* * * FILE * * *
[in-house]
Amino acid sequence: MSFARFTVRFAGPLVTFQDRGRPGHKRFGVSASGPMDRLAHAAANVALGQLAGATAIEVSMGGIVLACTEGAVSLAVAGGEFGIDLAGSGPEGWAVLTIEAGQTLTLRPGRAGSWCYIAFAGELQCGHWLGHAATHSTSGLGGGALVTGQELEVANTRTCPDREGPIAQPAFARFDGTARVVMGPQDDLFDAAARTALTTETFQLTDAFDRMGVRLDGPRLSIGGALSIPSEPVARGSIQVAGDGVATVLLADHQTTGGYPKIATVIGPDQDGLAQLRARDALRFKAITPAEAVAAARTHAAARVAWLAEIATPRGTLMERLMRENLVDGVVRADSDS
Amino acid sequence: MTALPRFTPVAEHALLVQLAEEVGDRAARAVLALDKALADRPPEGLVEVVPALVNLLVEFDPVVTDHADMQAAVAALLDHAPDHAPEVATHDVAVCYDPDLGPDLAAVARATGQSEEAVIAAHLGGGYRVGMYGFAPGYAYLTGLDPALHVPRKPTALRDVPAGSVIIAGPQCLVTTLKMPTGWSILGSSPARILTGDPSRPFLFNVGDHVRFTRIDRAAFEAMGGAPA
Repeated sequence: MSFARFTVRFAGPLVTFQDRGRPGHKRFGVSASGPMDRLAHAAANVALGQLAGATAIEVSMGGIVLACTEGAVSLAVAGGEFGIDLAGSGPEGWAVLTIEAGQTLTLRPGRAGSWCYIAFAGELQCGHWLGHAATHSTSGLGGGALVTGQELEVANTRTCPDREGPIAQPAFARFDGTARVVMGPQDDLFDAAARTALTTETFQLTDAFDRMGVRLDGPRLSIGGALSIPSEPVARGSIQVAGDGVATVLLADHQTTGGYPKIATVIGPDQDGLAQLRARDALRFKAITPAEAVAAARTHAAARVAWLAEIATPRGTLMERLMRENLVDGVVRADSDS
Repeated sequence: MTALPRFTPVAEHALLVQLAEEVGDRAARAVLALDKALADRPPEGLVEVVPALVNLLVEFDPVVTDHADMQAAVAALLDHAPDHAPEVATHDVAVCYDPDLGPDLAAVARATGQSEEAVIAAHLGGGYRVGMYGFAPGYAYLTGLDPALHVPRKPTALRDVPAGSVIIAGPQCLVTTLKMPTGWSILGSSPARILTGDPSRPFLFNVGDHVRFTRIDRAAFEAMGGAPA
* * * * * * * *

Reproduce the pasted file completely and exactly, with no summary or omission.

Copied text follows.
[in-house]
Amino acid sequence: MSFARFTVRFAGPLVTFQDRGRPGHKRFGVSASGPMDRLAHAAANVALGQLAGATAIEVSMGGIVLACTEGAVSLAVAGGEFGIDLAGSGPEGWAVLTIEAGQTLTLRPGRAGSWCYIAFAGELQCGHWLGHAATHSTSGLGGGALVTGQELEVANTRTCPDREGPIAQPAFARFDGTARVVMGPQDDLFDAAARTALTTETFQLTDAFDRMGVRLDGPRLSIGGALSIPSEPVARGSIQVAGDGVATVLLADHQTTGGYPKIATVIGPDQDGLAQLRARDALRFKAITPAEAVAAARTHAAARVAWLAEIATPRGTLMERLMRENLVDGVVRADSDS
Amino acid sequence: MTALPRFTPVAEHALLVQLAEEVGDRAARAVLALDKALADRPPEGLVEVVPALVNLLVEFDPVVTDHADMQAAVAALLDHAPDHAPEVATHDVAVCYDPDLGPDLAAVARATGQSEEAVIAAHLGGGYRVGMYGFAPGYAYLTGLDPALHVPRKPTALRDVPAGSVIIAGPQCLVTTLKMPTGWSILGSSPARILTGDPSRPFLFNVGDHVRFTRIDRAAFEAMGGAPA
Repeated sequence: MSFARFTVRFAGPLVTFQDRGRPGHKRFGVSASGPMDRLAHAAANVALGQLAGATAIEVSMGGIVLACTEGAVSLAVAGGEFGIDLAGSGPEGWAVLTIEAGQTLTLRPGRAGSWCYIAFAGELQCGHWLGHAATHSTSGLGGGALVTGQELEVANTRTCPDREGPIAQPAFARFDGTARVVMGPQDDLFDAAARTALTTETFQLTDAFDRMGVRLDGPRLSIGGALSIPSEPVARGSIQVAGDGVATVLLADHQTTGGYPKIATVIGPDQDGLAQLRARDALRFKAITPAEAVAAARTHAAARVAWLAEIATPRGTLMERLMRENLVDGVVRADSDS
Repeated sequence: MTALPRFTPVAEHALLVQLAEEVGDRAARAVLALDKALADRPPEGLVEVVPALVNLLVEFDPVVTDHADMQAAVAALLDHAPDHAPEVATHDVAVCYDPDLGPDLAAVARATGQSEEAVIAAHLGGGYRVGMYGFAPGYAYLTGLDPALHVPRKPTALRDVPAGSVIIAGPQCLVTTLKMPTGWSILGSSPARILTGDPSRPFLFNVGDHVRFTRIDRAAFEAMGGAPA